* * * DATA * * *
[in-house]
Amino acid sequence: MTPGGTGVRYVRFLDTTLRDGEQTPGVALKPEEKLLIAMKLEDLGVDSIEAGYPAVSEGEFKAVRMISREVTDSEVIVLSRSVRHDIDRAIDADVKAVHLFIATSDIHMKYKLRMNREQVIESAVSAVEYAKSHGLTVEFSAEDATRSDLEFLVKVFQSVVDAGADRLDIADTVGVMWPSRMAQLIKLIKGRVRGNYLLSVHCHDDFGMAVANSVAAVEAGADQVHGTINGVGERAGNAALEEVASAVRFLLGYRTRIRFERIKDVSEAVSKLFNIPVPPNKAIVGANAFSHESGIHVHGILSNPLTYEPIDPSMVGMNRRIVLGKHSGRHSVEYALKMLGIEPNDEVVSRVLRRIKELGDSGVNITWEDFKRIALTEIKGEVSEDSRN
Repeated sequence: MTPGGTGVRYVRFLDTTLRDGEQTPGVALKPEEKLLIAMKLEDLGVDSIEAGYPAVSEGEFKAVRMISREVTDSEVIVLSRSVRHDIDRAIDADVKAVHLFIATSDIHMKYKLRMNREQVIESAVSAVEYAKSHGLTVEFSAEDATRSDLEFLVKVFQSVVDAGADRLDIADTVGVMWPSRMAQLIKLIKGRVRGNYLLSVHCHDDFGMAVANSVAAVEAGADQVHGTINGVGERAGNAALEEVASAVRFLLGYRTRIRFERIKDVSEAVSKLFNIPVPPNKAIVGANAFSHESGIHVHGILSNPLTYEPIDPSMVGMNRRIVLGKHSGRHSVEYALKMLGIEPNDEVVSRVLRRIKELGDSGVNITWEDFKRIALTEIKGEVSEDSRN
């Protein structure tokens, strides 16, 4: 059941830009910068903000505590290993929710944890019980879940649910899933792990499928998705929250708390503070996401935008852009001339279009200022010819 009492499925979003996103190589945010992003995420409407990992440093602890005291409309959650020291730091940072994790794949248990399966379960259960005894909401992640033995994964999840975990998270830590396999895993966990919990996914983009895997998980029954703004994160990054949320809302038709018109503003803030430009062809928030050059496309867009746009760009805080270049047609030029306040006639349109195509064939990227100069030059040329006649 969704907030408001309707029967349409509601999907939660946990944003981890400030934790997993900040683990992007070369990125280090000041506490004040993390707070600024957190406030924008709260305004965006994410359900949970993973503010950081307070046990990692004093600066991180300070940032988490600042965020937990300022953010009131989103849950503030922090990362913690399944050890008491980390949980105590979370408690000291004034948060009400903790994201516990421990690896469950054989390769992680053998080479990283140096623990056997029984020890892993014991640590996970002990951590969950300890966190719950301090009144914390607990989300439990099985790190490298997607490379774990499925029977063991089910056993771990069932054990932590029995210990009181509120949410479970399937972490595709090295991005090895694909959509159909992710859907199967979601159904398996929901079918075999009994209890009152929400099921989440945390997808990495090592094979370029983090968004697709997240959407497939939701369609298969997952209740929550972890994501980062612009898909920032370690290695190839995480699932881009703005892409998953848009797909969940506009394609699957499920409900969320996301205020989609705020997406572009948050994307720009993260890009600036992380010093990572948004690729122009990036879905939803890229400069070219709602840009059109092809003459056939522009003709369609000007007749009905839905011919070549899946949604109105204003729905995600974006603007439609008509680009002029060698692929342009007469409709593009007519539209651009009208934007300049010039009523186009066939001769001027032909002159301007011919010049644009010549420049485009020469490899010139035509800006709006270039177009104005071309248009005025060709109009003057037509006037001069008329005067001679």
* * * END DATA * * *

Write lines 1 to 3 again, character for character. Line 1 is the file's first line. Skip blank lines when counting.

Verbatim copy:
[in-house]
Amino acid sequence: MTPGGTGVRYVRFLDTTLRDGEQTPGVALKPEEKLLIAMKLEDLGVDSIEAGYPAVSEGEFKAVRMISREVTDSEVIVLSRSVRHDIDRAIDADVKAVHLFIATSDIHMKYKLRMNREQVIESAVSAVEYAKSHGLTVEFSAEDATRSDLEFLVKVFQSVVDAGADRLDIADTVGVMWPSRMAQLIKLIKGRVRGNYLLSVHCHDDFGMAVANSVAAVEAGADQVHGTINGVGERAGNAALEEVASAVRFLLGYRTRIRFERIKDVSEAVSKLFNIPVPPNKAIVGANAFSHESGIHVHGILSNPLTYEPIDPSMVGMNRRIVLGKHSGRHSVEYALKMLGIEPNDEVVSRVLRRIKELGDSGVNITWEDFKRIALTEIKGEVSEDSRN
Repeated sequence: MTPGGTGVRYVRFLDTTLRDGEQTPGVALKPEEKLLIAMKLEDLGVDSIEAGYPAVSEGEFKAVRMISREVTDSEVIVLSRSVRHDIDRAIDADVKAVHLFIATSDIHMKYKLRMNREQVIESAVSAVEYAKSHGLTVEFSAEDATRSDLEFLVKVFQSVVDAGADRLDIADTVGVMWPSRMAQLIKLIKGRVRGNYLLSVHCHDDFGMAVANSVAAVEAGADQVHGTINGVGERAGNAALEEVASAVRFLLGYRTRIRFERIKDVSEAVSKLFNIPVPPNKAIVGANAFSHESGIHVHGILSNPLTYEPIDPSMVGMNRRIVLGKHSGRHSVEYALKMLGIEPNDEVVSRVLRRIKELGDSGVNITWEDFKRIALTEIKGEVSEDSRN